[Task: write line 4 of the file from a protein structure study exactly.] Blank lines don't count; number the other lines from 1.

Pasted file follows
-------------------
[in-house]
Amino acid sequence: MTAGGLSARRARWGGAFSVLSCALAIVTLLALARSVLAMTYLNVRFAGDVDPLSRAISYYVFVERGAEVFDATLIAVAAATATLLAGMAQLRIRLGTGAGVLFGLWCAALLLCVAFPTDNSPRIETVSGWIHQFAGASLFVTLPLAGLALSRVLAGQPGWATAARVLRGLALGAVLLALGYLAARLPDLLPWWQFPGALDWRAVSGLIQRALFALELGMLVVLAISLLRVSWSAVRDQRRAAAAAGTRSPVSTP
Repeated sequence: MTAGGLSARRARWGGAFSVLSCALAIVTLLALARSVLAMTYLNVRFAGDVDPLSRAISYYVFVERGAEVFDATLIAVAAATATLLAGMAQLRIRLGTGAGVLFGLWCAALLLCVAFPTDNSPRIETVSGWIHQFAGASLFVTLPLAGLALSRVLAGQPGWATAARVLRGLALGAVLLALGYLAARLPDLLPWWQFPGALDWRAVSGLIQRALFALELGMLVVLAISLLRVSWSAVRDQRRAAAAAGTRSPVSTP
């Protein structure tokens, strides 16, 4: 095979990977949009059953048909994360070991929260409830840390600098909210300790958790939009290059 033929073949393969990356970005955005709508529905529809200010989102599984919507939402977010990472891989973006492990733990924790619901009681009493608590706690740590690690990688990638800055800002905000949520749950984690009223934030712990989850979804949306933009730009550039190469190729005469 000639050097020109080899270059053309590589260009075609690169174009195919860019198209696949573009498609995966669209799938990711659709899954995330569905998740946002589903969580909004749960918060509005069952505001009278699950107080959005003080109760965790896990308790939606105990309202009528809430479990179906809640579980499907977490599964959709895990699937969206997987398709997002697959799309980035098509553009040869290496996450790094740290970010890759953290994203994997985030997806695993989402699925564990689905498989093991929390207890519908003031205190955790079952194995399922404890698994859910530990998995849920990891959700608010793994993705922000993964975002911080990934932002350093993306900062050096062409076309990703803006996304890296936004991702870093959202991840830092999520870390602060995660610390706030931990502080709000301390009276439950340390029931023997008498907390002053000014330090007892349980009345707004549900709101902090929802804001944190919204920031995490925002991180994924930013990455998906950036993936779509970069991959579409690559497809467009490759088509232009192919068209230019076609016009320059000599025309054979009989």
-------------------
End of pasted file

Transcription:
């Protein structure tokens, strides 16, 4: 095979990977949009059953048909994360070991929260409830840390600098909210300790958790939009290059 033929073949393969990356970005955005709508529905529809200010989102599984919507939402977010990472891989973006492990733990924790619901009681009493608590706690740590690690990688990638800055800002905000949520749950984690009223934030712990989850979804949306933009730009550039190469190729005469 000639050097020109080899270059053309590589260009075609690169174009195919860019198209696949573009498609995966669209799938990711659709899954995330569905998740946002589903969580909004749960918060509005069952505001009278699950107080959005003080109760965790896990308790939606105990309202009528809430479990179906809640579980499907977490599964959709895990699937969206997987398709997002697959799309980035098509553009040869290496996450790094740290970010890759953290994203994997985030997806695993989402699925564990689905498989093991929390207890519908003031205190955790079952194995399922404890698994859910530990998995849920990891959700608010793994993705922000993964975002911080990934932002350093993306900062050096062409076309990703803006996304890296936004991702870093959202991840830092999520870390602060995660610390706030931990502080709000301390009276439950340390029931023997008498907390002053000014330090007892349980009345707004549900709101902090929802804001944190919204920031995490925002991180994924930013990455998906950036993936779509970069991959579409690559497809467009490759088509232009192919068209230019076609016009320059000599025309054979009989």